Lesson learnt: read up on a film before watching it.
As I write, no one on IMDb has provided a synopsis for Ecstasy of the Angels, and the few reviews here are rather bereft of plot details; could that be because no-one who has watched it has got a clue what was going on thanks to the stupefyingly dull direction, the coma-inducing performances, and the fact that it is virtually impossible to tell one character from another? I reckon so.
Before I gave up trying to follow the story and began praying for the film to just finish and thereby end my misery (I'm obsessive about watching a film in its entirety, no matter how bad), here's what I garnered about the plot: The Four Seasons revolutionary group is split into factions that go by the names of surprise surprisethe Four Seasons. Fall organises a raid on a US army base and makes off with some high explosives (stored in what looks like Bilbo Baggins' hobbit hole), but with members of her team killed and injured during the job, the way is left wide open for the other factions to help themselves to the spoils of her venture. Cue much arguing amongst angry freedom fighter types, and lots of strangely unemotional sex scenes between the uniformly hot female members of the group and the seemingly unappreciative blokes.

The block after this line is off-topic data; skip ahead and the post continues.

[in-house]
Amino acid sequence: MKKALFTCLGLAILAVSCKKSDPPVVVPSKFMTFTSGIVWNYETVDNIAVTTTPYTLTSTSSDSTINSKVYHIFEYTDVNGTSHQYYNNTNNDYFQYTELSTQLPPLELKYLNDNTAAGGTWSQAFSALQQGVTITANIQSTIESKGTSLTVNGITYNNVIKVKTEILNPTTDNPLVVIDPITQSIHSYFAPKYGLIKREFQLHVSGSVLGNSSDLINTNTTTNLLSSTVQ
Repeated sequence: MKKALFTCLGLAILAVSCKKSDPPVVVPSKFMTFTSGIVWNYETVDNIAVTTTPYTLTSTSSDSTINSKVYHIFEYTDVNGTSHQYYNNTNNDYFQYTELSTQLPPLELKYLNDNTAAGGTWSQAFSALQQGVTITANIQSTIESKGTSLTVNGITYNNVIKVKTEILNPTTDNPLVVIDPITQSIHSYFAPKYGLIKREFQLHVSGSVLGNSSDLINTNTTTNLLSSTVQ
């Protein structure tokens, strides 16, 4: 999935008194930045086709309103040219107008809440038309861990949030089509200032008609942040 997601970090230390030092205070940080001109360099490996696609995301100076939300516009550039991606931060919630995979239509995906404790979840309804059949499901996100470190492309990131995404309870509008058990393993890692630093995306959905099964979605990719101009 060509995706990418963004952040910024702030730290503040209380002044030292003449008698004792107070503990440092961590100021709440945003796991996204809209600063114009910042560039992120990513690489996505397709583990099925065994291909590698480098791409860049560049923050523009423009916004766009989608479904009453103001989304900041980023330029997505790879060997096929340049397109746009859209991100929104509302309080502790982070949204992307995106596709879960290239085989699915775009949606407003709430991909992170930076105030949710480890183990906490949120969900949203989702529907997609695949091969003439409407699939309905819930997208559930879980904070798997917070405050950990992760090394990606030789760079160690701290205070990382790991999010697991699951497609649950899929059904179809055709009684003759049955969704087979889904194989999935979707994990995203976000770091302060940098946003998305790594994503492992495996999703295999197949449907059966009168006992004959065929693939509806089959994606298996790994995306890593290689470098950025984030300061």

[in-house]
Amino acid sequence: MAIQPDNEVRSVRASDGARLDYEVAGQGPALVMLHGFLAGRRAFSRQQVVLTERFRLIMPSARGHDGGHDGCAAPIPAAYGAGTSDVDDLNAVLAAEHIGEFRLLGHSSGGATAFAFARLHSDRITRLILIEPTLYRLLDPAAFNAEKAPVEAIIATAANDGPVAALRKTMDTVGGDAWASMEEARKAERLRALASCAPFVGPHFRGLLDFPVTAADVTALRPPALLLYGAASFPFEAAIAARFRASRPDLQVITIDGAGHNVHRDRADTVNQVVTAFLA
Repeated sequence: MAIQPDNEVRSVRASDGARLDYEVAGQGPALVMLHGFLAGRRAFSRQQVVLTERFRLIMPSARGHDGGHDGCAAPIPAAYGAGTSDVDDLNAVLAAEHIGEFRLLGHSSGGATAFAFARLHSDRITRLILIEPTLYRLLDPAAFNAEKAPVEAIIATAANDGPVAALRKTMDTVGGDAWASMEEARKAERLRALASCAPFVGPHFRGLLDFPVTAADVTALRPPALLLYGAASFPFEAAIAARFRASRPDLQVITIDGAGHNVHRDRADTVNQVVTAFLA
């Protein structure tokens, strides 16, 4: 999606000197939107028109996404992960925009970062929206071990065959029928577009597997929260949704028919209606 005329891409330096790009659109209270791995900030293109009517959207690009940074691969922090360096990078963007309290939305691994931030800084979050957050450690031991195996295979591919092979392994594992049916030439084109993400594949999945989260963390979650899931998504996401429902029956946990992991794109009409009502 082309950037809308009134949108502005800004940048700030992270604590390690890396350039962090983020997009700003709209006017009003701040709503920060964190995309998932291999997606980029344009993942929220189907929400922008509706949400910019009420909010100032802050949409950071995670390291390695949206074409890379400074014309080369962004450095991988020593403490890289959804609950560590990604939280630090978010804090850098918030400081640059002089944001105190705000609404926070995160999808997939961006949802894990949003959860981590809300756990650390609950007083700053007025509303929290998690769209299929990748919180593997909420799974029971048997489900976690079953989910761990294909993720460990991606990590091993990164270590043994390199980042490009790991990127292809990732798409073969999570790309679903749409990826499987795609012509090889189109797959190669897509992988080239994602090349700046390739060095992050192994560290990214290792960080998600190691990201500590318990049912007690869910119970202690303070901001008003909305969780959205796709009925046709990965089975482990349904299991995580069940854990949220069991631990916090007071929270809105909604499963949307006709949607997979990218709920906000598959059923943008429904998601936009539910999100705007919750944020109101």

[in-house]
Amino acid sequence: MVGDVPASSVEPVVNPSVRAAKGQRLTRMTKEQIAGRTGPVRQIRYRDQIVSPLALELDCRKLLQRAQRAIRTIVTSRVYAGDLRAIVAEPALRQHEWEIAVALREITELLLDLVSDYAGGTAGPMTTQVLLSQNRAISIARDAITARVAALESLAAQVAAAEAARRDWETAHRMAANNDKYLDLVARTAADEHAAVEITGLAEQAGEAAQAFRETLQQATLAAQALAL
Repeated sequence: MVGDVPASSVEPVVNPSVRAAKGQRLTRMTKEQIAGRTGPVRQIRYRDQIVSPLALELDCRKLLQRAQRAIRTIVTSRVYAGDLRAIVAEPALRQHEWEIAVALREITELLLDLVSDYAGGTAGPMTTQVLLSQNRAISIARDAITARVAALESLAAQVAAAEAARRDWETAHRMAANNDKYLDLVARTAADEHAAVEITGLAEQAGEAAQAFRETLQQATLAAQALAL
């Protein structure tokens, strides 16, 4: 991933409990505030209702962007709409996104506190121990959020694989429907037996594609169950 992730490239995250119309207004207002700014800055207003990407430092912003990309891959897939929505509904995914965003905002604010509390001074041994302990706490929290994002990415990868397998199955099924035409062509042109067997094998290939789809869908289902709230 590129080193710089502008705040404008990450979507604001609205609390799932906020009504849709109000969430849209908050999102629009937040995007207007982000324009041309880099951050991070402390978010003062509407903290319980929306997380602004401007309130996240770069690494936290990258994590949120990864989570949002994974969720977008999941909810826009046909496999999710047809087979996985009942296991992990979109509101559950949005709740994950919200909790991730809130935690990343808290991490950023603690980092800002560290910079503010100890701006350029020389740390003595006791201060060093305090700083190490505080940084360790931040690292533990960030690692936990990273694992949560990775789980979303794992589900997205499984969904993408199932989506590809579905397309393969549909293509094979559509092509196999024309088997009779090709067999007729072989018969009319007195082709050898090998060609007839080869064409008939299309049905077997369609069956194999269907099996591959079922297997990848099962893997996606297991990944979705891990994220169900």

If I had known what I was in for, I would have passed on this film, but for some reason I had got it into my mind that this was a sleazy Cat III effort from Hong Kong; not only did I get the country of origin wrongthis is a Japanese flickbut I also was also severely misguided when it came to the kind of film this was. Rather than a trashy piece of Asian filth, Ecstasy of the Angels is a pompous, pretentious, and extremely dull avant-garde art-house film that could only possibly appeal to the bearded chin-stroker contingent; whilst they might enjoy waxing lyrical about the intent of the piece, the film's political message or the pointless techniques employed by the director (B&W to colour to B&W to colour, ad nauseum), anyone else will simply be bored rigid. Hell, I was practically catatonic by the end of the film's opening scene in which several of the characters sit around a table in a night-club while a singer drones on endlessly in the background.
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